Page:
Skip to main content

Sending a Child to the Army

Copy right: Goldberg 
Some Israeli soldiers - just look how young they are.

This week I helped friends of mine give a send-off party for their 18-year old son. He wasn't going to university or work in another city. No, he was off to join the Israeli army.


This was the first time for me to experience (second-hand) what nearly every Jewish family  in Israel undergoes.

Children are given birth to, tucked in safely at night, send to kinder garden, given their first bicycle, allowed to attend their first pajama party, given a bar/bat mitza party, helped to get their drivers' license and coached to finish high school with decent grades. And then...then they join the army to keep the rest of us safe.

I was touched at all the special attention everybody gave this young man. Our hostess put up balloons and posters, the menu was prepared with his tastes in mind and some of the guests brought him little gifts. And of course everybody gave advice:

"Don't volunteer for ANYTHING!"

" Always make sure that you are never first or last, always finish in the middle."

" Try and get accepted to as many courses as can."

" It is a pity that you did not tell them you want to become an officer."

"Have you ever thought of becoming a career soldier?"

" Whatever you do, don't sign to become a career soldier!"

The young man's mother kept wondering if she had packed him enough clothes and that he has everything that he needs.Apparently the camping shops here in Israel have lists of the things that a new soldier needs. (Just like baby shops keep things-that-babies-must-have lists for new parents.)

 I keep thinking about what would be on a list of essentials for a new soldier? Underwear, a towel, soap and razor and maybe some plasters? A rifle and uniform will of course be supplied by the army. (I will try and get my hands on such a list and report back!:)

Many of the guests started to tell stories of their own army service. Here in Israel, men and women have to serve in the army. Only some religious Jews, Israeli Arabs and expats such as myself have not joined in the "melting pot" of the Israeli army.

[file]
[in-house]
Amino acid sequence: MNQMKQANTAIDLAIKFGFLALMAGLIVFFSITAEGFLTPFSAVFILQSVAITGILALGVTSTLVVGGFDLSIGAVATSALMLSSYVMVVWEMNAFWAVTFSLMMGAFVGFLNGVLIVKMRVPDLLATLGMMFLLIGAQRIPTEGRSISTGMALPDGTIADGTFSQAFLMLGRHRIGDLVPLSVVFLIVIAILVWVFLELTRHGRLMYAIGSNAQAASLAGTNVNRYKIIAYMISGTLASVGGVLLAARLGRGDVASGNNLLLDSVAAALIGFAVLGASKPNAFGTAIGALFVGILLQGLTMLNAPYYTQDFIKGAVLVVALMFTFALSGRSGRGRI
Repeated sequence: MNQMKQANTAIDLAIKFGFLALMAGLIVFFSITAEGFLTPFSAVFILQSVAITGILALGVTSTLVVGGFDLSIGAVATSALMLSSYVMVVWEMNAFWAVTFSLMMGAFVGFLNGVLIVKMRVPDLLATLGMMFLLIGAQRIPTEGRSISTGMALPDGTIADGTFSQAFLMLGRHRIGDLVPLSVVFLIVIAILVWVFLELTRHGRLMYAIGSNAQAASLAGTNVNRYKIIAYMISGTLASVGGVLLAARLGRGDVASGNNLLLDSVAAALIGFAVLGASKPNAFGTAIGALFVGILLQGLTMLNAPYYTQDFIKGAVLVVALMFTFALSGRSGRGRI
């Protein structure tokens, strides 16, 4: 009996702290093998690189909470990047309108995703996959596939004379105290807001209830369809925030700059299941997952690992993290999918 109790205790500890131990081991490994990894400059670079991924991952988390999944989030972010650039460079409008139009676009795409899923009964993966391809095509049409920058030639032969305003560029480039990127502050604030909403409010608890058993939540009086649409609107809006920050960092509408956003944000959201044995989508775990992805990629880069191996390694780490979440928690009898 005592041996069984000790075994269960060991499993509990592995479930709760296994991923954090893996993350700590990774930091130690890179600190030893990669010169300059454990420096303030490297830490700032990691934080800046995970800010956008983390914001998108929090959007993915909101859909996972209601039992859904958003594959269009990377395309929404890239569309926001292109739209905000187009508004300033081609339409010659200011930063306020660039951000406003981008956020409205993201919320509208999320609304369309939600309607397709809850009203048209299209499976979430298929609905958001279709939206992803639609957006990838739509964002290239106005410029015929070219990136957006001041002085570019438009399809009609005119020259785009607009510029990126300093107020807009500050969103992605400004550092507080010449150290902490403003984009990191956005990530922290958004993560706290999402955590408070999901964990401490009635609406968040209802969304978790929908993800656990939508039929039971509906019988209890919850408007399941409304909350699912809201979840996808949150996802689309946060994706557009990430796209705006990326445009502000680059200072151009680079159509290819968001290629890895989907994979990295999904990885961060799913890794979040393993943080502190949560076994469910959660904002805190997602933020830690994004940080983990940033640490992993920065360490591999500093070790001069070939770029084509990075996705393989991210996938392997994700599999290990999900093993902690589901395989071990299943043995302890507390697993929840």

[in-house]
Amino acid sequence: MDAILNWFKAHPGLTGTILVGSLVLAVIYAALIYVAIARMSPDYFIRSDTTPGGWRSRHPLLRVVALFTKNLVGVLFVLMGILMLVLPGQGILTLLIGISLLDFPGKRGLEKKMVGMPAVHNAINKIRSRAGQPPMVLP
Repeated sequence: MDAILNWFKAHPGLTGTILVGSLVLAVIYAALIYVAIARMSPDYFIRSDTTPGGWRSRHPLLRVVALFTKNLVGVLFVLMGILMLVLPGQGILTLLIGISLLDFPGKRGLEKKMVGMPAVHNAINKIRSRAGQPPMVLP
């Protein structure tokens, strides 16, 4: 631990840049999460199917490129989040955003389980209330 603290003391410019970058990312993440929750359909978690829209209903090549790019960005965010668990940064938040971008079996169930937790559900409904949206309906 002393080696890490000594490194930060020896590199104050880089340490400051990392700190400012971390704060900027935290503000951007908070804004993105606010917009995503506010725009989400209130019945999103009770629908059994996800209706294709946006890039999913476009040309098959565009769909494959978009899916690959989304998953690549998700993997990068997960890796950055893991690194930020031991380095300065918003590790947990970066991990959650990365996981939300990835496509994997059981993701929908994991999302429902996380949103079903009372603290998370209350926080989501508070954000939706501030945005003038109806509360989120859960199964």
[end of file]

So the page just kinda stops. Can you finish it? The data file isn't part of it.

Many careers are started in the army. Friends are made for life and often contacts are made that can be very useful later in life...BUT...

The big elephant in the room that nobody talked about and everybody thought: Soldiers are killed, kidnapped or maimed. You send your child to the army and pray for his safe return, but many do not come back home. (The soldier Gilad Shalit was only returned after five long years in near solitary confinement.)

Sending a child to the army is part of life here in Israel. And it is probably the hardest part of being a parent in this country. I can only echo the posters on the wall and the only words that everybody at the party were in agreement with: תחור בשלום - Come back safely.






Comments

Post a Comment

Popular posts from this blog

The wild mustard flowers of Israel

The wild mustard is growing yellow and everywhere in Israel at the moment. But not the kind of mustard that you eat with ketchup on your hotdog! Wild mustard as in wild mustard plants! :) I am talking about  Sinapsis Arvensis , a tiny yellow flower that grows in masses in fields, along road sides and abandoned building sites. Up close the wild mustard flower does not look like much - a bit on the puny side actually. But just come across a field filled with mustard flowers and you will be enchanted - just as I am every spring.

The Judas Tree of Israel

A Purple Judas tree A month or so after the almond blossoms are gone, the beautiful flowers of the Judas tree show up in loud purple glory in Israel.

Khubeza - Israel's wild ‘spinach'

  During the winter months in Israel, as soon we had a bit of rain, the fields are covered in  green khubeza plants. The word fields are actually not 100% correct. Khubeza will grow anywhere. Empty lots, forgotten plant containers, refuse heaps or in any patch of upturned earth. They grow close to the earth and turn the dry Israeli landscape into an unexpected emerald green. Their willingness to grow to easily and luxuriously make them seem nearly weed-like. Khubeza is however the opposite of a weed. It is one of the most well-known edible plants here in Israel. Every self-respecting forager definitely has khubeza on their top-ten list. Sounds like bread (in Arabic) Is it mostly known by its Arabic name here in Israel. Khubeza comes from the word "hubz"  which means bread in Arabic. Apparently the plant has edible fruit that looks like a small loaf of bread.  Just like young children are taught that you can suck the sap from honeysuckle flowers and look for pine nuts under p